(A) A dual flush water closet with an effective flush volume that does not exceed 1.28 gallons, where effective flush volume is defined as the composite, average flush volume of two reduced flushes and one full flush. Flush volumes shall be tested in accordance with ASME A112.19.2 and ASME A112.19.14.
(B) A single flush water closet where the effective flush volume shall not exceed 1.28 gallons. The effective flush volume is the average flush volume when tested in accordance with ASME A112.19.2.
(3) “High-efficiency urinal” means a urinal that uses no more than 0.5 gallons per flush.
(4) “Institutional water closet” means any water closet fixture with a design not typically found in residential or commercial applications or that is designed for a specialized application, including, but not limited to, wall-mounted floor-outlet water closets, water closets used in jails or prisons, water closets used in bariatrics applications, and child water closets used in day care facilities.
(5) “Nonlow-consumption flushometer valve,” “nonlow-consumption urinal,” and “nonlow-consumption water closet” mean devices that use more than 1.6 gallons per flush for toilets and more than 1.0 gallons per flush for urinals.
(6) “Urinal” means a water-using urinal.
(7) “Wall-mounted/wall-outlet water closets” means models that are mounted on the wall and discharge to the drainage system through the wall.
(h) For purposes of this section, all consumption values shall be determined by the test procedures contained in the American Society of Mechanical Engineers standard A112.19.2-2003 or A112.19.14-2001.
(i) This section shall remain operative only until January 1, 2014, or until the date on which the California Building Standards Commission includes standards in the California Building Standards Code that conform to this section, whichever date is later.

SEC. 3.

 Section 17921.4 is added to the Health and Safety Code, to read:

17921.4.
 (a) A nonwater-supplied urinal approved for installation or sold in this state shall satisfy all of the following requirements:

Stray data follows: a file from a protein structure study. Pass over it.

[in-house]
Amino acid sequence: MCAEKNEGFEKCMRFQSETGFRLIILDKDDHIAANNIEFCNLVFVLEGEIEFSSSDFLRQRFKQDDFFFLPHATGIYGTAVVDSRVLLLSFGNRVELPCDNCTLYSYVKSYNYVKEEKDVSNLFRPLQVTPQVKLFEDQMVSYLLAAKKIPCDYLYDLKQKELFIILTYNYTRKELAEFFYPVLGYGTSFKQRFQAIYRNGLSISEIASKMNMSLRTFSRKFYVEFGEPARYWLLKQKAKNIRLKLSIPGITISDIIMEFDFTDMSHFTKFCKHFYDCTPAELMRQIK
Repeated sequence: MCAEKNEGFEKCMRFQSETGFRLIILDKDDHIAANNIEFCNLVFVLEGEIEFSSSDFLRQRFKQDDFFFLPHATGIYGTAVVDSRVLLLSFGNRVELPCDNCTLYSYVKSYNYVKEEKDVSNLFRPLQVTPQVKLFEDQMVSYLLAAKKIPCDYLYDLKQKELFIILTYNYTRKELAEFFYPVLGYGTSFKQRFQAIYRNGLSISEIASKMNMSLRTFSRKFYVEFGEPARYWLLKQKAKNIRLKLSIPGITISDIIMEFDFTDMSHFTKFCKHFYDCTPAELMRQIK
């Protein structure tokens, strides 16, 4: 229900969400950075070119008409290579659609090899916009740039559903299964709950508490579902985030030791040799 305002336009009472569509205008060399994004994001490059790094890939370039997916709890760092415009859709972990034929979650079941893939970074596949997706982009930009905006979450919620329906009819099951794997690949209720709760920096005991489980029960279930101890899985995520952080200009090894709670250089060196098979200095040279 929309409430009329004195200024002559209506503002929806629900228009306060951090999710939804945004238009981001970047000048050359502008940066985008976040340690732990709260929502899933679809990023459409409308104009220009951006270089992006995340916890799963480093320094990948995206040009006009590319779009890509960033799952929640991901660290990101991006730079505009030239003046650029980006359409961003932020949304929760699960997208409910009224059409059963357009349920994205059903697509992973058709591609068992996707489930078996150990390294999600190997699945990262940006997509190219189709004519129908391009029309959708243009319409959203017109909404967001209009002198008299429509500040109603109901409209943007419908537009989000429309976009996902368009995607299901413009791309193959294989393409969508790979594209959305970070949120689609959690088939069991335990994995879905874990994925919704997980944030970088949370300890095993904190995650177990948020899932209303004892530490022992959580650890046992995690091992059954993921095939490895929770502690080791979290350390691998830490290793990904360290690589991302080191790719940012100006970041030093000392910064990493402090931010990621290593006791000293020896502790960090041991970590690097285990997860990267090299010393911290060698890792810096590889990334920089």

(1) Meet performance, testing, and labeling requirements established by the American Society of Mechanical Engineers standard A112.19.19-2006.
(2) Be listed by an American National Standards Institute accredited third-party certification agency to the American Society of Mechanical Engineers standard A112.19.19-2006.
(3) Provide a trap seal that complies with the California Plumbing Code.
(4) Permit the uninhibited flow of waste through the urinal to the sanitary drainage system.
(5) Be cleaned and maintained in accordance with the manufacturer’s instructions after installation.
(6) Be installed with a water supply rough-in to the urinal location that would allow a subsequent replacement of the nonwater-supplied urinal with a water-supplied urinal if desired by the owner or if required by the enforcement agency.
(b) As used in this section, the following terms have the following meanings:
(1) “Building” means any structure subject to this part, and any structure subject to the California Building Standards Law as set forth in Part 2.5 (commencing with Section 18901).
(2) “Water supply rough-in” means the installation of water distribution and fixture supply piping sized to accommodate a water-supplied urinal to an in-wall point immediately adjacent to the urinal location.
(c) Nothing in this section shall restrict the authority of the California Building Standards Commission to require any additional conditions on the installation and use of nonwater-supplied urinals.

SEC. 4.

 Section 17921.5 of the Health and Safety Code is amended and renumbered to read:

17921.6.
 Except as provided in Sections 18930 and 18949.5, the department shall prepare and adopt minimum standards regulating the use and application of cellular concrete as it determines are reasonably necessary for the protection of life and property.

SEC. 5.

 Section 18944.11 is added to the Health and Safety Code, to read:

18944.11.
 On or before July 1, 2009, any state agency that adopts or proposes building standards for plumbing systems shall consider developing building standards that would govern the use of nonwater-supplied urinals for submission to the California Building Standards Commission in accordance with Sections 17921.4 and 18930.

SEC. 6.

 No reimbursement is required by this act pursuant to Section 6 of Article XIII B of the California Constitution because the only costs that may be incurred by a local agency or school district will be incurred because this act creates a new crime or infraction, eliminates a crime or infraction, or changes the penalty for a crime or infraction, within the meaning of Section 17556 of the Government Code, or changes the definition of a crime within the meaning of Section 6 of Article XIII B of the California Constitution.